Maureen Gaffney: ‘In middle age, you’re in your prime’

The psychologist’s new book is a love letter to humanity in all its stages

Maureen Gaffney: Her new  book’s message is that we are moving forward and developing as people right throughout our lives. Photograph: Tom Honan

Maureen Gaffney: Her new book’s message is that we are moving forward and developing as people right throughout our lives. Photograph: Tom Honan

 

One of the hazards of interviewing Dr Maureen Gaffney is that afterwards you risk becoming a bit of a Dr Maureen Gaffney nerd. For several days afterwards, I went around sharing nuggets of her insights about growing older, relationships, family life, finding purpose and being a parent.

Everyone I met in their 40s got treated to the excellent news that they were technically still a young adult since middle age doesn’t now start until 50 and lasts until nearly 70; and that they won’t need to worry about being old until well past 80, that in fact they shouldn’t worry about it at all because that’s when they will be happiest.

My family WhatsApp group was deluged with screenshots of quotes from her new book, Your One Wild and Precious Life (the title is taken from a gorgeous Mary Oliver poem) about the benefits of feeling younger than your chronological age.

The other chief hazard of interviewing the psychologist, bestselling author, consultant and long-time radio contributor is that – as you’ll know if you’ve ever heard her on radio – she talks a lot, and fast. She is a fascinating and lively conversationalist, the ideas, insights and nuggets of research emerging so rapidly they sometimes seem to trip over each other on the way out.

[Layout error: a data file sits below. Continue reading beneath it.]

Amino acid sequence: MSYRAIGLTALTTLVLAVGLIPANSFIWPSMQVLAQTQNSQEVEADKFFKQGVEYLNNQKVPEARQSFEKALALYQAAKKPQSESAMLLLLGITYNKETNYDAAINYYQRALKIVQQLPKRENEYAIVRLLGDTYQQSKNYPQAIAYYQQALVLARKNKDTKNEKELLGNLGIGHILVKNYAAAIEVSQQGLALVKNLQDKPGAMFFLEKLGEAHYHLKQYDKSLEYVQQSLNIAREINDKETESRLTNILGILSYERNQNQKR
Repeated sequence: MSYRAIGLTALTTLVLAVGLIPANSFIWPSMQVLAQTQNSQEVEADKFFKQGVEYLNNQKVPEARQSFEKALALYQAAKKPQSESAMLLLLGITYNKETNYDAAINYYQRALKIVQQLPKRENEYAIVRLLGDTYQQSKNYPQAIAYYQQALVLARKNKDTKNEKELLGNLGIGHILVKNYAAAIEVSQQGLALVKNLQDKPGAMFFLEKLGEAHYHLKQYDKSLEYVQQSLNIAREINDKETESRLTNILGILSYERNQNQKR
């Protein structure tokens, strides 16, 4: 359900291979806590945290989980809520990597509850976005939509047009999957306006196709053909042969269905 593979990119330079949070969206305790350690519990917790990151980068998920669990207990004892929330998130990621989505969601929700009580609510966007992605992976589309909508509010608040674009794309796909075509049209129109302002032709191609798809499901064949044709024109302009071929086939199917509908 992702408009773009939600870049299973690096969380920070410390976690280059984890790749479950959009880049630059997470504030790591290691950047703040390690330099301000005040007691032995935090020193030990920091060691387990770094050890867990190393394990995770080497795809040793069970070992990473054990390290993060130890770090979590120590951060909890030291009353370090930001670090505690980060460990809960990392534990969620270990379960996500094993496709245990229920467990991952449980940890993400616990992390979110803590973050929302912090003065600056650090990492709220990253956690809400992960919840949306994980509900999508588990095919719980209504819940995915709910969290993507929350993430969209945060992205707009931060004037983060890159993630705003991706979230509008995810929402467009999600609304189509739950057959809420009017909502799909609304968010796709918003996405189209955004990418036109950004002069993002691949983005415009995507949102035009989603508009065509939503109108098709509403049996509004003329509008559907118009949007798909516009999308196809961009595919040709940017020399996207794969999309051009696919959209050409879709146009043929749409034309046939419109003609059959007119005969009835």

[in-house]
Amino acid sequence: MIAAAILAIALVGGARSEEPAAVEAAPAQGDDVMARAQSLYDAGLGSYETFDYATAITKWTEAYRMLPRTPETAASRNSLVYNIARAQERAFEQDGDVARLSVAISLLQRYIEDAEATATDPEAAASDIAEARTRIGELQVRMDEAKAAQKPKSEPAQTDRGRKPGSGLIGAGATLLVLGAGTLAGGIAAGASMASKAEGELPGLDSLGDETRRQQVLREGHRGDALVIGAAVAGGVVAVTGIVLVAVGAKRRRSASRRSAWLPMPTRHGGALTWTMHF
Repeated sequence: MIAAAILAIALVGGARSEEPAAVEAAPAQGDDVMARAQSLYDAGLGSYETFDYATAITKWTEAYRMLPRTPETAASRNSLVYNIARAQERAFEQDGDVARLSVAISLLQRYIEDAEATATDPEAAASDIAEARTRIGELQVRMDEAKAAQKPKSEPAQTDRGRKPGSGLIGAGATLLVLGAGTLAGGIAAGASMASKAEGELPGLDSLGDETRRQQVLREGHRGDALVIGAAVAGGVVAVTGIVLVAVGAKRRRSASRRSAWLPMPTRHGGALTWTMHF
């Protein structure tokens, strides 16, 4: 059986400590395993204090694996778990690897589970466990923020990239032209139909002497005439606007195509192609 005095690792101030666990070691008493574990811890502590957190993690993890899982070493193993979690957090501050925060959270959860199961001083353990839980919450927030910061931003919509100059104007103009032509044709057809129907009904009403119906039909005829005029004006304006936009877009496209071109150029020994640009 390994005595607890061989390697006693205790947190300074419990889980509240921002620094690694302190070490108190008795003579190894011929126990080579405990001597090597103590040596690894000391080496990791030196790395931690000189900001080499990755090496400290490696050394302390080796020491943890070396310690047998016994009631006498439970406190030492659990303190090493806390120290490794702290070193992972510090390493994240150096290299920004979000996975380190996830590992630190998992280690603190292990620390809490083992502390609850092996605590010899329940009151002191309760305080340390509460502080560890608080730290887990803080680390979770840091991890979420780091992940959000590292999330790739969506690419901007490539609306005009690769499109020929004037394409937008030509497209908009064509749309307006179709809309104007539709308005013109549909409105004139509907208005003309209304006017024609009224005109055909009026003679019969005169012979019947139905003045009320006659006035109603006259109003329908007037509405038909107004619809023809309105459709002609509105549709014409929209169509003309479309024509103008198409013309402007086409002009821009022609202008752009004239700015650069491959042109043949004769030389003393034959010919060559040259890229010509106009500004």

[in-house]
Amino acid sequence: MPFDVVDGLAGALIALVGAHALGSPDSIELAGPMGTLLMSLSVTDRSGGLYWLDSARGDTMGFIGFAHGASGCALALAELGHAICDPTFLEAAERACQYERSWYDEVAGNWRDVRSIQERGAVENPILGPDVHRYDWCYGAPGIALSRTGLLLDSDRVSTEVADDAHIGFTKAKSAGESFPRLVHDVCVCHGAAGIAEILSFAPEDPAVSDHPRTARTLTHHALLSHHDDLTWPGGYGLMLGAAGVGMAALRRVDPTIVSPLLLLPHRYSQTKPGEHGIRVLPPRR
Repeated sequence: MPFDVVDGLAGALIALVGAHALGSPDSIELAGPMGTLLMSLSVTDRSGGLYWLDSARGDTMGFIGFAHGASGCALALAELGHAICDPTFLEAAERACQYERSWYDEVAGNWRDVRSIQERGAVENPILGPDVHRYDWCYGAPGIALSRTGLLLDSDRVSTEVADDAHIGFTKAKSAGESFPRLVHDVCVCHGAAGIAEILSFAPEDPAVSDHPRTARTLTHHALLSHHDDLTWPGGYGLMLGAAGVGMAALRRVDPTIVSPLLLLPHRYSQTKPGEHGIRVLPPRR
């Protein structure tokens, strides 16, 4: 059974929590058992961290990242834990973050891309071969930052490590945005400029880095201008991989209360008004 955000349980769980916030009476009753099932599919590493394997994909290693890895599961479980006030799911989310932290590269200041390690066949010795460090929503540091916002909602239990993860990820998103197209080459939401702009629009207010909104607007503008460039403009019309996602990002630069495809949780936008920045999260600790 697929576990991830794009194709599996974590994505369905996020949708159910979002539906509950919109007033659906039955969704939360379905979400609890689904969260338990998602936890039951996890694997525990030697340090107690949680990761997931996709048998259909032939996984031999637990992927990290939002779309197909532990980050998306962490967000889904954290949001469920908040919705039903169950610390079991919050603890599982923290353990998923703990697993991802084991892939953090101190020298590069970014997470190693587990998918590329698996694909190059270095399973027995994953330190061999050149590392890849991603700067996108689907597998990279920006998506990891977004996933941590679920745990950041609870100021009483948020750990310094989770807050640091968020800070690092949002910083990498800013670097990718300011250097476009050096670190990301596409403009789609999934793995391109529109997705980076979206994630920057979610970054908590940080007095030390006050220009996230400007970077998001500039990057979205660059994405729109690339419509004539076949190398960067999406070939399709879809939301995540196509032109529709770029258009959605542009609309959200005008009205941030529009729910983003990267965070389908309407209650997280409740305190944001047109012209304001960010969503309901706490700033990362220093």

“I’m an interviewer’s nightmare,” she laughs and I deny it, but afterwards I realise that I have asked virtually none of the questions I’d planned. Still, with a subject like Gaffney, you really just need to turn up and press record.

Your One Wild and Precious Life: An Inspiring Guide to Becoming Your Best Self At Any Age, to give it its full title, is a deeply fascinating field guide to the key stages of life and the 10 developmental tasks that we meet and – hopefully – conquer during each one. It’s not the self-help book or positive psychology manual that the sub-head implies, though she is a psychologist and its message is overwhelmingly positive. “If there’s one word I hate in life, it’s tips. Although obviously you want to be helpful to people,” she says.

Her idea of a nightmare is being asked to describe it in an elevator pitch. “You’d probably be up and down several storeys with me if I was to give you an elevator pitch.”

What she hopes this book does rather than offer rules to live by “is hand it back [to the reader] and say, you know more about yourself and your life and all that went before than anyone does, and somewhere in all that knowledge, you know the best solution” to whatever you’re facing.

I recognised entire sections that seemed to have been written just for me